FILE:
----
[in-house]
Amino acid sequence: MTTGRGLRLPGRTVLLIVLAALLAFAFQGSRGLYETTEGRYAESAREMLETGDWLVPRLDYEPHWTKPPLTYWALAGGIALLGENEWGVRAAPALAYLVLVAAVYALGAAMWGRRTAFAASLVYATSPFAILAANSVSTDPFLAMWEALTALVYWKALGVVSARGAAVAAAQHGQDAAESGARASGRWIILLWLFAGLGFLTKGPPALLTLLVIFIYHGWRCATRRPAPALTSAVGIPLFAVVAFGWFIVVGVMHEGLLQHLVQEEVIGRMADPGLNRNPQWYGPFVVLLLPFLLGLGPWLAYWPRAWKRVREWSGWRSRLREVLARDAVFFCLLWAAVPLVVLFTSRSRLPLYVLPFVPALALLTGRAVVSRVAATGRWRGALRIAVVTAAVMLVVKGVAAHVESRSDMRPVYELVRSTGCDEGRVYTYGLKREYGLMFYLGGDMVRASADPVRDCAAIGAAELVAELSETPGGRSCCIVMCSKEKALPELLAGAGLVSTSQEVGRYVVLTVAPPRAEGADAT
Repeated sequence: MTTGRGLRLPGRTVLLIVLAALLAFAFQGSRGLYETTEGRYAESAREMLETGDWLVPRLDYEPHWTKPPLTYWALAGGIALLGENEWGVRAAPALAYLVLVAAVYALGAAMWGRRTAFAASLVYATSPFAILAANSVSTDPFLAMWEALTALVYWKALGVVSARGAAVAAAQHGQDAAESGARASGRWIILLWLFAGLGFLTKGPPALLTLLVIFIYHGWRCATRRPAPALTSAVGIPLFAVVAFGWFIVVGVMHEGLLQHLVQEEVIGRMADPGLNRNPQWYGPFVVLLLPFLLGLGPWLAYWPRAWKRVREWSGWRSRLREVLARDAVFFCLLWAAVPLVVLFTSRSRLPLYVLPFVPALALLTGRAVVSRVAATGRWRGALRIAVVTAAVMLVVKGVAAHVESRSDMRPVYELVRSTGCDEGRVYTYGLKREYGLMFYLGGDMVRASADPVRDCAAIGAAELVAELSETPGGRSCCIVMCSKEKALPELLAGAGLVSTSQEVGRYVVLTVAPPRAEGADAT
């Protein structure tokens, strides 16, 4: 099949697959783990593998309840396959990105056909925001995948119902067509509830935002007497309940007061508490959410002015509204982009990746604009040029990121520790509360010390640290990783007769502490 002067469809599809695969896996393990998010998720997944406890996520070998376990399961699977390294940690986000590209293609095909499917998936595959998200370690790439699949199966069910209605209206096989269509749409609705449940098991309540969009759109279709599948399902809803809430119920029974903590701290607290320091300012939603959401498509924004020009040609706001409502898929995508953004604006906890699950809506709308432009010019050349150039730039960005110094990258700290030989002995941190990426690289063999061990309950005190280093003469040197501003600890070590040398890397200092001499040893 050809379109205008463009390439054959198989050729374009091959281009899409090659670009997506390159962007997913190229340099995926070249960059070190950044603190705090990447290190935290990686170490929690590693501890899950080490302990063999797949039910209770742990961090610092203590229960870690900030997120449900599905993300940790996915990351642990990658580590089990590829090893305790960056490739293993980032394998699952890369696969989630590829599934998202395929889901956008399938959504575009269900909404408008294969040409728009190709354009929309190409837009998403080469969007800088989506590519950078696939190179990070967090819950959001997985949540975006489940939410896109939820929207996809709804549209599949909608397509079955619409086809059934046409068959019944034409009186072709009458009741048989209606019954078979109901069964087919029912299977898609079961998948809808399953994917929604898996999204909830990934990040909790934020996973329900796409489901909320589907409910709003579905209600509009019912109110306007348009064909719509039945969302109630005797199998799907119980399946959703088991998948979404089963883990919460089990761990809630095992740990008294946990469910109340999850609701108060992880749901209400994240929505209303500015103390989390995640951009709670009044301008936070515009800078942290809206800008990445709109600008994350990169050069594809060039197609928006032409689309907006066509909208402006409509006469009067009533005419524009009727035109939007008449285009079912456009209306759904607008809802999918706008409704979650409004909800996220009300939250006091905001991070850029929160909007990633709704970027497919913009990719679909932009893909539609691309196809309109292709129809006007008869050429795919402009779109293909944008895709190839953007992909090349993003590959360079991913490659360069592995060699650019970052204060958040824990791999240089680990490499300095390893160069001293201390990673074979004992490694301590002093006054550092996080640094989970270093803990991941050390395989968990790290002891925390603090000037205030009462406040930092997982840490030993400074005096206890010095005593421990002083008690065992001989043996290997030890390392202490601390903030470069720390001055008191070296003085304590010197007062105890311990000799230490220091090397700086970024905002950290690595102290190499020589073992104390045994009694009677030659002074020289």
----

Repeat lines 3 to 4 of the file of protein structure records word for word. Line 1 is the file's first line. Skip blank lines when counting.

Repeated sequence: MTTGRGLRLPGRTVLLIVLAALLAFAFQGSRGLYETTEGRYAESAREMLETGDWLVPRLDYEPHWTKPPLTYWALAGGIALLGENEWGVRAAPALAYLVLVAAVYALGAAMWGRRTAFAASLVYATSPFAILAANSVSTDPFLAMWEALTALVYWKALGVVSARGAAVAAAQHGQDAAESGARASGRWIILLWLFAGLGFLTKGPPALLTLLVIFIYHGWRCATRRPAPALTSAVGIPLFAVVAFGWFIVVGVMHEGLLQHLVQEEVIGRMADPGLNRNPQWYGPFVVLLLPFLLGLGPWLAYWPRAWKRVREWSGWRSRLREVLARDAVFFCLLWAAVPLVVLFTSRSRLPLYVLPFVPALALLTGRAVVSRVAATGRWRGALRIAVVTAAVMLVVKGVAAHVESRSDMRPVYELVRSTGCDEGRVYTYGLKREYGLMFYLGGDMVRASADPVRDCAAIGAAELVAELSETPGGRSCCIVMCSKEKALPELLAGAGLVSTSQEVGRYVVLTVAPPRAEGADAT
């Protein structure tokens, strides 16, 4: 099949697959783990593998309840396959990105056909925001995948119902067509509830935002007497309940007061508490959410002015509204982009990746604009040029990121520790509360010390640290990783007769502490 002067469809599809695969896996393990998010998720997944406890996520070998376990399961699977390294940690986000590209293609095909499917998936595959998200370690790439699949199966069910209605209206096989269509749409609705449940098991309540969009759109279709599948399902809803809430119920029974903590701290607290320091300012939603959401498509924004020009040609706001409502898929995508953004604006906890699950809506709308432009010019050349150039730039960005110094990258700290030989002995941190990426690289063999061990309950005190280093003469040197501003600890070590040398890397200092001499040893 050809379109205008463009390439054959198989050729374009091959281009899409090659670009997506390159962007997913190229340099995926070249960059070190950044603190705090990447290190935290990686170490929690590693501890899950080490302990063999797949039910209770742990961090610092203590229960870690900030997120449900599905993300940790996915990351642990990658580590089990590829090893305790960056490739293993980032394998699952890369696969989630590829599934998202395929889901956008399938959504575009269900909404408008294969040409728009190709354009929309190409837009998403080469969007800088989506590519950078696939190179990070967090819950959001997985949540975006489940939410896109939820929207996809709804549209599949909608397509079955619409086809059934046409068959019944034409009186072709009458009741048989209606019954078979109901069964087919029912299977898609079961998948809808399953994917929604898996999204909830990934990040909790934020996973329900796409489901909320589907409910709003579905209600509009019912109110306007348009064909719509039945969302109630005797199998799907119980399946959703088991998948979404089963883990919460089990761990809630095992740990008294946990469910109340999850609701108060992880749901209400994240929505209303500015103390989390995640951009709670009044301008936070515009800078942290809206800008990445709109600008994350990169050069594809060039197609928006032409689309907006066509909208402006409509006469009067009533005419524009009727035109939007008449285009079912456009209306759904607008809802999918706008409704979650409004909800996220009300939250006091905001991070850029929160909007990633709704970027497919913009990719679909932009893909539609691309196809309109292709129809006007008869050429795919402009779109293909944008895709190839953007992909090349993003590959360079991913490659360069592995060699650019970052204060958040824990791999240089680990490499300095390893160069001293201390990673074979004992490694301590002093006054550092996080640094989970270093803990991941050390395989968990790290002891925390603090000037205030009462406040930092997982840490030993400074005096206890010095005593421990002083008690065992001989043996290997030890390392202490601390903030470069720390001055008191070296003085304590010197007062105890311990000799230490220091090397700086970024905002950290690595102290190499020589073992104390045994009694009677030659002074020289």